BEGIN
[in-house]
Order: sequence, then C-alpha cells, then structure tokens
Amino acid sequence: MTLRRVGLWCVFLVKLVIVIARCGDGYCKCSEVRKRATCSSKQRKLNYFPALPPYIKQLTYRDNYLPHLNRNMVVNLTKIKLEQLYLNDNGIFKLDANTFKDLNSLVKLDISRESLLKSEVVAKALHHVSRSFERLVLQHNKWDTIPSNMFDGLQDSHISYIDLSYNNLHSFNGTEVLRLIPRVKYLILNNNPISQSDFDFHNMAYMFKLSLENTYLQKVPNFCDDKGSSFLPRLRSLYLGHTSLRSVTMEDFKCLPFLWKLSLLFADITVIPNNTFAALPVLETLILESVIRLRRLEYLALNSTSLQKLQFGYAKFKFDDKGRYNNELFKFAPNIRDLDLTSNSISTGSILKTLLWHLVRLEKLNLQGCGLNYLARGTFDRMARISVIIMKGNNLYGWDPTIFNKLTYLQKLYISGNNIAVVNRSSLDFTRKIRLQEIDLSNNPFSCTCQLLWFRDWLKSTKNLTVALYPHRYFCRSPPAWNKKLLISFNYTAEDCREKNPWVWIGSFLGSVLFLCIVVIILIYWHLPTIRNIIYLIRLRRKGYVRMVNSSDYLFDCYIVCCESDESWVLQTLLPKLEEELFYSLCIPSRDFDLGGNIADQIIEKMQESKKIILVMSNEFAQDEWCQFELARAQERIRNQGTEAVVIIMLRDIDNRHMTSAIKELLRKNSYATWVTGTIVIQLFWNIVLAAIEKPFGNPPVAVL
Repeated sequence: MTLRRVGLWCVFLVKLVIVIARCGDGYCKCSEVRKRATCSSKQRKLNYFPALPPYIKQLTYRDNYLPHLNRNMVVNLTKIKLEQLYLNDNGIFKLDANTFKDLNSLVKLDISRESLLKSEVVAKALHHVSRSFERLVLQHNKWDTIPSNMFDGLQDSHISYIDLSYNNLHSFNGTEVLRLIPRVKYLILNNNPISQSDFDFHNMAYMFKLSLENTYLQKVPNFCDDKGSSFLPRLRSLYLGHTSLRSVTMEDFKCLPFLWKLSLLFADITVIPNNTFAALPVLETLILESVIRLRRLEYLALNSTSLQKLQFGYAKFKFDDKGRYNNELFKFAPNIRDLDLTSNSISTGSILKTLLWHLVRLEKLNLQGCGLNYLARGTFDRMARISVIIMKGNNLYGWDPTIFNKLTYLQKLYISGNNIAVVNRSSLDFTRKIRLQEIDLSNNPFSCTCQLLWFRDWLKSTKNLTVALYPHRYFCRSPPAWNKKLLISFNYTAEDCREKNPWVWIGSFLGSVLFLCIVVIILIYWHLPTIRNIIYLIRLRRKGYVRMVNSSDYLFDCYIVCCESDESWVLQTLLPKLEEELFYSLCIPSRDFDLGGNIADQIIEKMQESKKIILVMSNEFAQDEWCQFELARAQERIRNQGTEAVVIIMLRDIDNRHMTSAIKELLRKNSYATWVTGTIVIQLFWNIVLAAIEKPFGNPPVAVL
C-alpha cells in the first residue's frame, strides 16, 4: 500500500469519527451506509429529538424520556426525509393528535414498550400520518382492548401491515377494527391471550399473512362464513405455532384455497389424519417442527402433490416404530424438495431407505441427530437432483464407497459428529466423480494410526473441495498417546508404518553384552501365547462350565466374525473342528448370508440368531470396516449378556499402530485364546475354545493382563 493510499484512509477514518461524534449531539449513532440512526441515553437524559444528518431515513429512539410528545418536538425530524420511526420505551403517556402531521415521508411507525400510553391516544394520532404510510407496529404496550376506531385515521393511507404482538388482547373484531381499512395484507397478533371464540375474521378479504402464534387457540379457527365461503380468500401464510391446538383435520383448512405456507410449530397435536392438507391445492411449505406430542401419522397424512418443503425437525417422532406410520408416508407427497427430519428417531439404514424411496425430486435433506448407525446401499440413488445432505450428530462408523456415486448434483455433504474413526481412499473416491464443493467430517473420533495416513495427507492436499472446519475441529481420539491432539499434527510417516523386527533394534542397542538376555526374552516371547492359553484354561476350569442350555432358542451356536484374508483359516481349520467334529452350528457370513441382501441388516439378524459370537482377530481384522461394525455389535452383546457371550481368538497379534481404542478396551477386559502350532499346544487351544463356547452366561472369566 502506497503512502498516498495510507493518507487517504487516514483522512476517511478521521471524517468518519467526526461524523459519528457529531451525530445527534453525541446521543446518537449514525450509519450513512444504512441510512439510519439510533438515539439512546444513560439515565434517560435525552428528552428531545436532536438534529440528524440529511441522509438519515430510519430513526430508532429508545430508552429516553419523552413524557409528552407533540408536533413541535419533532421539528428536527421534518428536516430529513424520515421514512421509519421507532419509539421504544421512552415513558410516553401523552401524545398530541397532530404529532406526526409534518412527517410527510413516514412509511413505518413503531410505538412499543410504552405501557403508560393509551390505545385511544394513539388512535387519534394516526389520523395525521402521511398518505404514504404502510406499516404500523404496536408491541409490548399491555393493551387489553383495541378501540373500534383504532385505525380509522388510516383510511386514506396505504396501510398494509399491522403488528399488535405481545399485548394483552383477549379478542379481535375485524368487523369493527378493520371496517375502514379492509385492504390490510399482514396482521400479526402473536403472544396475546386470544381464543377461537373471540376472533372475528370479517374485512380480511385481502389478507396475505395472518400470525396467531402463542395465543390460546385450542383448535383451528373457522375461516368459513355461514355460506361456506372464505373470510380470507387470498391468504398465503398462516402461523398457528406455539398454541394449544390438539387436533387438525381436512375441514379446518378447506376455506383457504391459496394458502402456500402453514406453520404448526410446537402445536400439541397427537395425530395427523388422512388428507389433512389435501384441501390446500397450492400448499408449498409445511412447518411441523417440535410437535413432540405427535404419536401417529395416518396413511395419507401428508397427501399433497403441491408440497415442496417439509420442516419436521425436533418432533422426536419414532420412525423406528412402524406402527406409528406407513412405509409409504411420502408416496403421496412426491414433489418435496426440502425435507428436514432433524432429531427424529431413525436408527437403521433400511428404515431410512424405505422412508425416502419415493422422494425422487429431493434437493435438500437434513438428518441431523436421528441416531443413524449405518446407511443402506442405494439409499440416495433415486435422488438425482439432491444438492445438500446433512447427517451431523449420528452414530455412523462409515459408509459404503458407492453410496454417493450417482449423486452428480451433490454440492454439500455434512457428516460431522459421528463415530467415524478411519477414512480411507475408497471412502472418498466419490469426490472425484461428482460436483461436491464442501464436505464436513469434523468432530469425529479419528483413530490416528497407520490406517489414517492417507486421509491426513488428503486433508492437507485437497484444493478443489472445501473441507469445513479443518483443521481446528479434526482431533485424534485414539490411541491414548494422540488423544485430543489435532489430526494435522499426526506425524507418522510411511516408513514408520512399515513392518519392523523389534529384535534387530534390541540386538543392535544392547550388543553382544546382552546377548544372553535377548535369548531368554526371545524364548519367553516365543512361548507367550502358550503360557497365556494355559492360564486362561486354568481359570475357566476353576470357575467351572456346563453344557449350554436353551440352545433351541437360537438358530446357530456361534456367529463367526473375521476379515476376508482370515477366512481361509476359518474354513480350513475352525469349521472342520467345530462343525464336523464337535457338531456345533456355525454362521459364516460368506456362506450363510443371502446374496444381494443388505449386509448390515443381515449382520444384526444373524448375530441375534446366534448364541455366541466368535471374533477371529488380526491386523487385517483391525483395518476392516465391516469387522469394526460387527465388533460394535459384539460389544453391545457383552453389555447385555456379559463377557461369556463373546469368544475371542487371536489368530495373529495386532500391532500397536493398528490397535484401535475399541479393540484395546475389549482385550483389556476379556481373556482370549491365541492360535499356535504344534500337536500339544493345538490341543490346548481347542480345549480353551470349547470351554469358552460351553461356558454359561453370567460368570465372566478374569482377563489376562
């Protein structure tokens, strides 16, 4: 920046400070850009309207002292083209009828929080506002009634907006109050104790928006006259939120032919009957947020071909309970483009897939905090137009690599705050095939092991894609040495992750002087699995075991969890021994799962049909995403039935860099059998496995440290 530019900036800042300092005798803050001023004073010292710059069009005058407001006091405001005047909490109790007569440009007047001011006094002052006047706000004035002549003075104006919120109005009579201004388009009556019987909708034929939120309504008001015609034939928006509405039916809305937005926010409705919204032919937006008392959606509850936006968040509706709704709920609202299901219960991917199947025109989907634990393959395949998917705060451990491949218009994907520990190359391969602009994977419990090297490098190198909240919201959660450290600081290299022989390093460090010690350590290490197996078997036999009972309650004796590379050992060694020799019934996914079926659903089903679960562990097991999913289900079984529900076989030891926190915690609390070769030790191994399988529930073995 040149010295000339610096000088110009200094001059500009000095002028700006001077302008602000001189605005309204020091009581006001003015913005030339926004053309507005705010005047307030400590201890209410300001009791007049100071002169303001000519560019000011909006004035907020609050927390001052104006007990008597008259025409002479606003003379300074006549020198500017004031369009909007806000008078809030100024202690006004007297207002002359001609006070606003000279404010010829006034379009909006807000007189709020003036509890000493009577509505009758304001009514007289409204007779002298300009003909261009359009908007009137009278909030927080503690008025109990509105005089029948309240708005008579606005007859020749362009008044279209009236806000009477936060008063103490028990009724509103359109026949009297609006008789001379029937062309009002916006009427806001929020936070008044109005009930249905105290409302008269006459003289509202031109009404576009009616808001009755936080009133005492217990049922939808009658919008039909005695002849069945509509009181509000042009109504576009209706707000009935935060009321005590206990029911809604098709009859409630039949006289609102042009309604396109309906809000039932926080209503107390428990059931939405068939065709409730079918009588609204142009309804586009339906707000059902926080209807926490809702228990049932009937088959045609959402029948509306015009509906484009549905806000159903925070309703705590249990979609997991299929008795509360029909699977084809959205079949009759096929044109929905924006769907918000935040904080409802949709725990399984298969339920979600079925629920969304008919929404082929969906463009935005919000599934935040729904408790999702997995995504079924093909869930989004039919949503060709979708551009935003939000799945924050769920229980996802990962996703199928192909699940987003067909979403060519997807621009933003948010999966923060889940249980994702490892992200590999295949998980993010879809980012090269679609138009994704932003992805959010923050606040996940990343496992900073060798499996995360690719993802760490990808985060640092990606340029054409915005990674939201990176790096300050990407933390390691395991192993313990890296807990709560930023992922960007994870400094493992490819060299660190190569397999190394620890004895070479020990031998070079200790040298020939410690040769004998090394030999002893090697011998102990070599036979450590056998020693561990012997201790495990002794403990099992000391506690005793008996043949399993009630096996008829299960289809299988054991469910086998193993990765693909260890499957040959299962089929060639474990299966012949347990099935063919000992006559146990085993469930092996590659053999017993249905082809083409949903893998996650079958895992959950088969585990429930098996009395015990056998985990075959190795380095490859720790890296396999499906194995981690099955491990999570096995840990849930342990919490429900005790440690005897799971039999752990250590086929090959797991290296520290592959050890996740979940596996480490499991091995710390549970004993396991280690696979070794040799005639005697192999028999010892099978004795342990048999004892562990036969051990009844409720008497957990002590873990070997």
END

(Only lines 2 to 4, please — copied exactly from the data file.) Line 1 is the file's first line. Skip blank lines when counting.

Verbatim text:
Order: sequence, then C-alpha cells, then structure tokens
Amino acid sequence: MTLRRVGLWCVFLVKLVIVIARCGDGYCKCSEVRKRATCSSKQRKLNYFPALPPYIKQLTYRDNYLPHLNRNMVVNLTKIKLEQLYLNDNGIFKLDANTFKDLNSLVKLDISRESLLKSEVVAKALHHVSRSFERLVLQHNKWDTIPSNMFDGLQDSHISYIDLSYNNLHSFNGTEVLRLIPRVKYLILNNNPISQSDFDFHNMAYMFKLSLENTYLQKVPNFCDDKGSSFLPRLRSLYLGHTSLRSVTMEDFKCLPFLWKLSLLFADITVIPNNTFAALPVLETLILESVIRLRRLEYLALNSTSLQKLQFGYAKFKFDDKGRYNNELFKFAPNIRDLDLTSNSISTGSILKTLLWHLVRLEKLNLQGCGLNYLARGTFDRMARISVIIMKGNNLYGWDPTIFNKLTYLQKLYISGNNIAVVNRSSLDFTRKIRLQEIDLSNNPFSCTCQLLWFRDWLKSTKNLTVALYPHRYFCRSPPAWNKKLLISFNYTAEDCREKNPWVWIGSFLGSVLFLCIVVIILIYWHLPTIRNIIYLIRLRRKGYVRMVNSSDYLFDCYIVCCESDESWVLQTLLPKLEEELFYSLCIPSRDFDLGGNIADQIIEKMQESKKIILVMSNEFAQDEWCQFELARAQERIRNQGTEAVVIIMLRDIDNRHMTSAIKELLRKNSYATWVTGTIVIQLFWNIVLAAIEKPFGNPPVAVL
Repeated sequence: MTLRRVGLWCVFLVKLVIVIARCGDGYCKCSEVRKRATCSSKQRKLNYFPALPPYIKQLTYRDNYLPHLNRNMVVNLTKIKLEQLYLNDNGIFKLDANTFKDLNSLVKLDISRESLLKSEVVAKALHHVSRSFERLVLQHNKWDTIPSNMFDGLQDSHISYIDLSYNNLHSFNGTEVLRLIPRVKYLILNNNPISQSDFDFHNMAYMFKLSLENTYLQKVPNFCDDKGSSFLPRLRSLYLGHTSLRSVTMEDFKCLPFLWKLSLLFADITVIPNNTFAALPVLETLILESVIRLRRLEYLALNSTSLQKLQFGYAKFKFDDKGRYNNELFKFAPNIRDLDLTSNSISTGSILKTLLWHLVRLEKLNLQGCGLNYLARGTFDRMARISVIIMKGNNLYGWDPTIFNKLTYLQKLYISGNNIAVVNRSSLDFTRKIRLQEIDLSNNPFSCTCQLLWFRDWLKSTKNLTVALYPHRYFCRSPPAWNKKLLISFNYTAEDCREKNPWVWIGSFLGSVLFLCIVVIILIYWHLPTIRNIIYLIRLRRKGYVRMVNSSDYLFDCYIVCCESDESWVLQTLLPKLEEELFYSLCIPSRDFDLGGNIADQIIEKMQESKKIILVMSNEFAQDEWCQFELARAQERIRNQGTEAVVIIMLRDIDNRHMTSAIKELLRKNSYATWVTGTIVIQLFWNIVLAAIEKPFGNPPVAVL